Michael and I both went to Universities (UCLA). He got a Law degree and I obtained a Master of Social Work degree. Our parents were proud, they achieved a lot in a short time.

Mom and Pop dancing their 25th wedding anniversary, 1974

Michael and I both married and each have two children, now adults and parents themselves. I worked as a medical social worker most of my adult life, but only part time when my girls were young. I retired when I was 65 years old. My daughters, now 44 and 46 years old, were wonderful children and are wonderful adults and parents. Parenting them has been my greatest joy. 

Now at age 75, Michael still enjoys working. In his spare time, he rides his horses.  He claims that his love of horses and riding began in his early childhood years when we spent summers in our uncle’s ‘falu’ (village) Sövényháza.

My brother, Misi, the “cowboy”, around 2010

Sadly, my father died of a heart attack in 1976 at the age of 67. I have no doubt that his life experiences contributed to his early demise. He was able to be a part of both Mike’s and my weddings, but he died just 6 weeks before his first grandchildren were born. It saddens me to this day that he missed out on that joy!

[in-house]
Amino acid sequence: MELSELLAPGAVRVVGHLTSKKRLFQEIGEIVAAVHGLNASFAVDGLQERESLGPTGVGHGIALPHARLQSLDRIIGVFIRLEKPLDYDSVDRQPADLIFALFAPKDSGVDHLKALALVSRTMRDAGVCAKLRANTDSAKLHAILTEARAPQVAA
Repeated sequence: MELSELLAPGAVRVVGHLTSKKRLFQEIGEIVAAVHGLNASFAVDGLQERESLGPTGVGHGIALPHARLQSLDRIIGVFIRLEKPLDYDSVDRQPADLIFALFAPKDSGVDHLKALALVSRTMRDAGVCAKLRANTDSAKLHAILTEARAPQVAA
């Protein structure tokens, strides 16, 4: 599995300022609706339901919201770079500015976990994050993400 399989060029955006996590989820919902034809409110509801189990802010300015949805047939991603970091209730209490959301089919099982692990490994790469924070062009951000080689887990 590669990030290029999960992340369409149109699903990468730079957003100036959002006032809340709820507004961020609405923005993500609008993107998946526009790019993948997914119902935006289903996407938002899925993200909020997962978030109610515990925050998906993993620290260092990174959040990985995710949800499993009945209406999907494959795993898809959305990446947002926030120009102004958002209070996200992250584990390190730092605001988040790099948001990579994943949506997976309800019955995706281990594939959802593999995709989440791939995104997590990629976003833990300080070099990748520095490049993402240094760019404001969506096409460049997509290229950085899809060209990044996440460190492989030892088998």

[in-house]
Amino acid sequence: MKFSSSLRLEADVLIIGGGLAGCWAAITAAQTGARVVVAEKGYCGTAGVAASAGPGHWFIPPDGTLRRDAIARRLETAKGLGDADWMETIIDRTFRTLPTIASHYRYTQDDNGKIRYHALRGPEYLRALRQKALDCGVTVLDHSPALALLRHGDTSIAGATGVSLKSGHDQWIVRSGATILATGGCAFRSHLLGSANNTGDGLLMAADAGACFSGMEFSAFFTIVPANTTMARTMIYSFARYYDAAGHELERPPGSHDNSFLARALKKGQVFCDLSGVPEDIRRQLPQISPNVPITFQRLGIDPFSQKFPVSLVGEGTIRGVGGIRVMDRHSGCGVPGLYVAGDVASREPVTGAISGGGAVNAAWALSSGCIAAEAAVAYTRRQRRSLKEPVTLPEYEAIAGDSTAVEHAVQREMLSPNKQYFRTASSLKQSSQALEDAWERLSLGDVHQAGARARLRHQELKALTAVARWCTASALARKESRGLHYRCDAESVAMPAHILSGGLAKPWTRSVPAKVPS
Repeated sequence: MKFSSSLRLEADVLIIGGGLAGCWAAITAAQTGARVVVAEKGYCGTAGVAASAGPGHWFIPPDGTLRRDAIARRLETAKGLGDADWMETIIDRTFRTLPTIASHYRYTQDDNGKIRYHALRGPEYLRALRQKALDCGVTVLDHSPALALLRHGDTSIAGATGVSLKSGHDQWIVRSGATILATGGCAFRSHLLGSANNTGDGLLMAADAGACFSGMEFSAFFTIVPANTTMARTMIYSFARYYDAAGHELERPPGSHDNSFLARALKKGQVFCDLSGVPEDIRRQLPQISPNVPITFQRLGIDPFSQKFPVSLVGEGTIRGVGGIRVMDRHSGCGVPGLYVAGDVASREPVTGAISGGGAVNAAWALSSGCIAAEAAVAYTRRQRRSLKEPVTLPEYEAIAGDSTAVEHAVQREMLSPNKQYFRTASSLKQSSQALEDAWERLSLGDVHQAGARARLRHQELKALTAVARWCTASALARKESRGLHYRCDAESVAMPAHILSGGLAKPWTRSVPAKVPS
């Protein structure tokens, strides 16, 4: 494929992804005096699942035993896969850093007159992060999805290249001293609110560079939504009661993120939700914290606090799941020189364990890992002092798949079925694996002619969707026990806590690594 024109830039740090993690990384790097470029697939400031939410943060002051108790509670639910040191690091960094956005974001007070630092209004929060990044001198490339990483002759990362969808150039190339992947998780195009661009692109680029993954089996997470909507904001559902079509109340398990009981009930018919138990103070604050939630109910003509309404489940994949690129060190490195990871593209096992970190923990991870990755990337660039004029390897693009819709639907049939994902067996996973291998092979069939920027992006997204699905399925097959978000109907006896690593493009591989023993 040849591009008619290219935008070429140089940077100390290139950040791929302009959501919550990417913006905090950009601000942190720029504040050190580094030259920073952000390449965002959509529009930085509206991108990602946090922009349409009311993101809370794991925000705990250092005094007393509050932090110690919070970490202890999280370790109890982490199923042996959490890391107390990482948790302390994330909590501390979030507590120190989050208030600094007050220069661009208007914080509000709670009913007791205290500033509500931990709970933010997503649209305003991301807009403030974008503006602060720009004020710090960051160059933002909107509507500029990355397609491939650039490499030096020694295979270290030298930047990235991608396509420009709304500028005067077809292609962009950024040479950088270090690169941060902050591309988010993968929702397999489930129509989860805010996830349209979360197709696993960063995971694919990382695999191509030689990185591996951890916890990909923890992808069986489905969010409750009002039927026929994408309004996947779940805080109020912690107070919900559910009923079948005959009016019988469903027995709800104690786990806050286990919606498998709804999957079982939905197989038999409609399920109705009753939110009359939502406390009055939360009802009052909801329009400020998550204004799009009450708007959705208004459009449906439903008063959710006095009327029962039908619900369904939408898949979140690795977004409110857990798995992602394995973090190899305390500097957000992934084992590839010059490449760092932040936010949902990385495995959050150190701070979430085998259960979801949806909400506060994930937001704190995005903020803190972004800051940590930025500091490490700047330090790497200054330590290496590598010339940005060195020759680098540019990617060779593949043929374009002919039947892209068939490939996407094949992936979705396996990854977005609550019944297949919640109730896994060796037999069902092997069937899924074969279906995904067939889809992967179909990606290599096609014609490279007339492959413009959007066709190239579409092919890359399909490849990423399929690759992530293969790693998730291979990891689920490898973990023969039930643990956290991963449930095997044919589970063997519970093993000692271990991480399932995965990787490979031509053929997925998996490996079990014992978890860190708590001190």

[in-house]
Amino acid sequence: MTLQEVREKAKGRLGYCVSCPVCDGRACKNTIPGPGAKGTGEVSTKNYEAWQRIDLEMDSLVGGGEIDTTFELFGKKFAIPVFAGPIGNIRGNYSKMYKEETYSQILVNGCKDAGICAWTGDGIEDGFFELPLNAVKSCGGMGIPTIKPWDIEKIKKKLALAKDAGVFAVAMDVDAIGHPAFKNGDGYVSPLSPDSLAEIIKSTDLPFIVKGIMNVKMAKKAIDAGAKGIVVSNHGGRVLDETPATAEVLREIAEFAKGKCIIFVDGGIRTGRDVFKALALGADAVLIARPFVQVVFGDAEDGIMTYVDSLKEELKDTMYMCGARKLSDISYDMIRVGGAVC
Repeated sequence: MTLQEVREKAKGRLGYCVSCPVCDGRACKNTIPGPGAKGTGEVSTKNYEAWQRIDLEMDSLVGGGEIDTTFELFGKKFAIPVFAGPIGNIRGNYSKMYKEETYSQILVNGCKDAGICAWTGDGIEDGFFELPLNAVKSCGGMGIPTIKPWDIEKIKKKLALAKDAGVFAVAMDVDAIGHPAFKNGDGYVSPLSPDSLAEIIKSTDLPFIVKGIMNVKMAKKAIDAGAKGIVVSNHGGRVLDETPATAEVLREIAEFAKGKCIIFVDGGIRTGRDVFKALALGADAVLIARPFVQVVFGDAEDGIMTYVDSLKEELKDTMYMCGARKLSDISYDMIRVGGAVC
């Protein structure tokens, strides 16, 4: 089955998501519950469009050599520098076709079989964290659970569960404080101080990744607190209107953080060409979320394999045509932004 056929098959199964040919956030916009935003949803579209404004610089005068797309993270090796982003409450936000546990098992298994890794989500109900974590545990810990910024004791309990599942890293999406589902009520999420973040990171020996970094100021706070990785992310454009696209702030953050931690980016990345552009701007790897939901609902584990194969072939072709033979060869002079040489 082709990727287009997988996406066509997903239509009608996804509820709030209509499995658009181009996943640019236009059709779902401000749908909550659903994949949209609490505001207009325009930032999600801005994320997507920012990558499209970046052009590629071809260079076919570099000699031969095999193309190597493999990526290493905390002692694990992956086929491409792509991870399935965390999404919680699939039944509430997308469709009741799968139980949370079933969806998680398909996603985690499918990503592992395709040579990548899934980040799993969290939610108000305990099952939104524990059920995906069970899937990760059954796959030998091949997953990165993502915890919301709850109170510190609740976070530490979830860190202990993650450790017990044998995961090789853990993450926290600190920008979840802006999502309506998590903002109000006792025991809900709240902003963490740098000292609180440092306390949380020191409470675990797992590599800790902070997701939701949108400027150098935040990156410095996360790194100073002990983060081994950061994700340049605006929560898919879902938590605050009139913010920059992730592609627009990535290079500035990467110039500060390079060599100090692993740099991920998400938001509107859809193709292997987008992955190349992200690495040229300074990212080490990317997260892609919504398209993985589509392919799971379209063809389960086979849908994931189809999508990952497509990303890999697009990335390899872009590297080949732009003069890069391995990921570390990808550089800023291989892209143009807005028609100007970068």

A friend of mine introduced me to my would-be husband, a doctor from Argentina.  After we married in Los Angeles, we moved to Laguna Hills CA, and lived in a lovely community called Nellie Gail Ranch—where we raised our daughters, Nicole (1976) and Danielle (1978).  Mom moved from Ontario to a retirement community called Casta del Sol in Mission Viejo, a town just a few miles from ours. Recently widowed, Mom was a major part of our lives as our family grew. We had an active family life which included membership in our large Reform Jewish Congregation. Both daughters went on to get their Master’s degrees, both in the San Francisco Bay area.

Mom and grandchildren, around 1990

Mom was always a very important part of our family! As a widow, she made new friends and traveled extensively, often visiting friends and relatives in all corners of the world, including Győr. She loved to cook and entertain. She had a fantastic relationship with our children and they admired her, respected her and loved her very much! At the age of 74, Mom joined our father in death in 1995. She is missed every single day. We have our precious memories and that is a blessing!

Mom’s last birthday with Michael and me, 1995

My daughters are both married and each of them have blessed me with two wonderful grandchildren. Now I am able to have a close relationship with my 4 grands, just as my Mom had with hers…

Zoe’s (my eldest granddaughter) Bat Mitzvah, August 2021

Story noted and communicated in April, 2022, © photos by Eva Monastersky

Featured image © Pexels